The cost of healthcare in the US is high by any measure, but the more ominous reality is that it continues to get even more expensive. Most assume that rising healthcare costs are a natural phenomenon, or are concerned only that the growing costs of healthcare are covered by insurance or by government. But that assumption will likely prove to be completely wrong. Sooner or later a day of reckoning will hit what is generally regarded as the most sacrosanct sector of the US economy, and when it does things will get ugly. How high can healthcare go before it blows up? I suspect we’re going to find out very soon.
Healthcare’s Share of GDP is Eating Up the Economy
Healthcare research group Altarum Institute recently reported that healthcare now consumes 18.2% of US gross domestic product (GDP) in 2016, costing a total of $3.36 Trillion. That means that nearly one out of every five dollars generated by the entire US economy is being soaked up by healthcare. That’s well up from 13.3% recorded in 2000, and well above the 9% that’s being experienced in other industrialized countries.
Meanwhile, according to the Kaiser Family Foundation only 9% of the entire US workforce is employed in healthcare. This means that healthcare is costing the economy twice as much as the number of jobs it’s generating, 18+% vs. 9%.
If the situation were merely static, we might achieve some form of equilibrium. But healthcare’s share of the total economy is growing rapidly, due to the fact that the industry is growing much faster than the economy at large. Though few put such a label on the industry, it is clearly in a bubble.
The Growing Out-of-Pocket Burden on the Middle Class
People often fail to appreciate the implications of macroeconomic developments. This is especially true when costs start running into the trillions of dollars. No one can imagine how much money that really is, so we quietly accept on faith that it is a number that can be comfortably absorbed by the “massive” US economy, and that all will be well.
If only it were true.
In an attempt to minimize healthcare costs, insurance companies are both increasing premiums and out-of-pocket costs paid by consumers. Employers, overwhelmed at the rising cost of paying subsidies for employee?s health insurance, are reducing their contributions. The end result is that consumers ? whether on employer plans or private plans ? are paying more for healthcare across the board.
The Kaiser Family Foundation recently reported the effects of higher out-of-pocket healthcare costs for consumers, and they run across the board:
“Between 2004 and 2014 covered workers? average out-of-pocket costs grew 77 percent, outpacing health plans? average payment per enrollee, which rose by 58 percent. Overall, workers? out-of-pocket costs rose from an average of $422 in 2004 to $747 in 2014, while average payments by health plans rose from $2,748 to $4,354. As a result, the average generosity of health plans declined slightly, covering 85.3 percent of covered medical expenses in 2014, compared with 86.7 percent in 2004.”
One of the big culprits is increasing reliance on prescription medications. Not only are tens of millions of people on prescriptions, but many millions are on multiple medications. Both the use and the cost of those medications are rising exponentially as forced demand increases. But as an indication that the top of the healthcare bubble may be near, it’s becoming increasingly apparent that the miracle drugs may be no miracle as increases in US lifespans are slowing. Increasingly, we’re not even getting what we’re paying so steep a price for.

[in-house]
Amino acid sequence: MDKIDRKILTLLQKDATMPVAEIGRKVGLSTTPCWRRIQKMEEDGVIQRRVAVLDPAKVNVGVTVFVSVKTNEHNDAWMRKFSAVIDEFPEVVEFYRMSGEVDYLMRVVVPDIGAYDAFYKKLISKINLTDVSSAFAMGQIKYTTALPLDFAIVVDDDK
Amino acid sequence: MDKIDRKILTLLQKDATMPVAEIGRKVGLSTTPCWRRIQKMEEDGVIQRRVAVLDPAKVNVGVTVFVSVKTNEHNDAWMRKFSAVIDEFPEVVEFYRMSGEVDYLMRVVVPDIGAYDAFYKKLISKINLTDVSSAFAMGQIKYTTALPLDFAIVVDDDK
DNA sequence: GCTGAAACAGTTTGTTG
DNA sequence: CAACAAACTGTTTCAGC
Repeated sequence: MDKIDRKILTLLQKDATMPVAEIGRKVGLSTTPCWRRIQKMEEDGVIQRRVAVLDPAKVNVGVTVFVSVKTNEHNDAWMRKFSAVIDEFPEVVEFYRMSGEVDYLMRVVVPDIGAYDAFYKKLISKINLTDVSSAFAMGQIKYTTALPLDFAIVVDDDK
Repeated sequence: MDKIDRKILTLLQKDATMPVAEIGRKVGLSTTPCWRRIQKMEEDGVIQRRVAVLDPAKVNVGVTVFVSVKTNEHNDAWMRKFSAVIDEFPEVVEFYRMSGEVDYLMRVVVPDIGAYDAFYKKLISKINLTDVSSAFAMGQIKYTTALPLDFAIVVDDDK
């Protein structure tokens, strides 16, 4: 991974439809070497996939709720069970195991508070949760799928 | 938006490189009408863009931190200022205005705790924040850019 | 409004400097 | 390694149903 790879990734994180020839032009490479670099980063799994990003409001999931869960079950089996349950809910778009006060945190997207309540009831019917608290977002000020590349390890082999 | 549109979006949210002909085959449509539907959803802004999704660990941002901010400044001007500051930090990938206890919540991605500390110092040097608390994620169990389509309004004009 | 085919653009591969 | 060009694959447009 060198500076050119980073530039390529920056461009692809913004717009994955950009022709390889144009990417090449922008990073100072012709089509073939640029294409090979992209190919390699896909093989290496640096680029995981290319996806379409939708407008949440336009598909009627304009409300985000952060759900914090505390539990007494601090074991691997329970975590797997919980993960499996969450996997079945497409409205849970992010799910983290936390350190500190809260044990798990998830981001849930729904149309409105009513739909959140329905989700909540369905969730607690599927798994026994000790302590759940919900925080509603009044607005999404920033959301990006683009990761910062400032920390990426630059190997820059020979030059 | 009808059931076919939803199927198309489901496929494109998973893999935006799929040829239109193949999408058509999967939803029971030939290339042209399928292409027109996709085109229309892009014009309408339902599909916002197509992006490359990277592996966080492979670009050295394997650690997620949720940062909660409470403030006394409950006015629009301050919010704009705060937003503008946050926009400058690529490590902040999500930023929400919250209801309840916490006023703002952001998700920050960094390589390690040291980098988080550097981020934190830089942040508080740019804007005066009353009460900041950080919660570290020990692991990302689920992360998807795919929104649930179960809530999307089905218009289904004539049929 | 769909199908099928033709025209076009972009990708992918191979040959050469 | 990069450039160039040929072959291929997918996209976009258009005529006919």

Obamacare Only Moved the Healthcare Bubble into Higher Gear
There was considerable optimism in many quarters a few years ago as the Affordable Care Act, better known as Obamacare, was rolled out. But that optimism is fading fast. Yes, there are a few less people without health insurance, but the cost of healthcare has only accelerated since the Act began. From a national economic standpoint, Obamacare has been a complete disaster. The problem is that Obamacare has been focused almost entirely on enabling funding, while virtually abandoning any serious effort at cost containment.
It’s likely the majority of people who did get coverage under the program are people who were put on the Medicaid program. This is certainly good from a standpoint of getting coverage for people who were previously uncovered. But the problem is in the cost. Medicaid is a federal program, being funded out of tax dollars. Not only do recipients not have pay premiums, but they also pay close to zero in deductibles and co-payments. This means that the entire cost of the plan is being borne by the system ? which is you and me. There’s no magical wellspring of money paying for all of these costs.
Nationally more than 72 million people are on Medicaid, which means nearly one-quarter of the population. The share is even higher in large states like California and New York, where about one-third of the population are in the plan. None of these people are paying premiums into the system for that coverage.
Common Industry, Public and Political Assumptions about the Healthcare Bubble
Most people assume that the current healthcare spiral will continue to grow for the foreseeable future. Even among healthcare industry leaders and politicians, it?s generally assumed that the healthcare juggernaut is unstoppable.
Part of this is due to the fact that increased healthcare spending is wildly popular among the public. And in fact, it is. That is, increased spending is immensely popular. What isn’t popular is increased costs, as in the part of healthcare that?s paid for directly by us.
Everyone wants more healthcare coverage, as long as they don’t have to pay for it. And that ultimately is likely to prove to be the undoing of the entire system.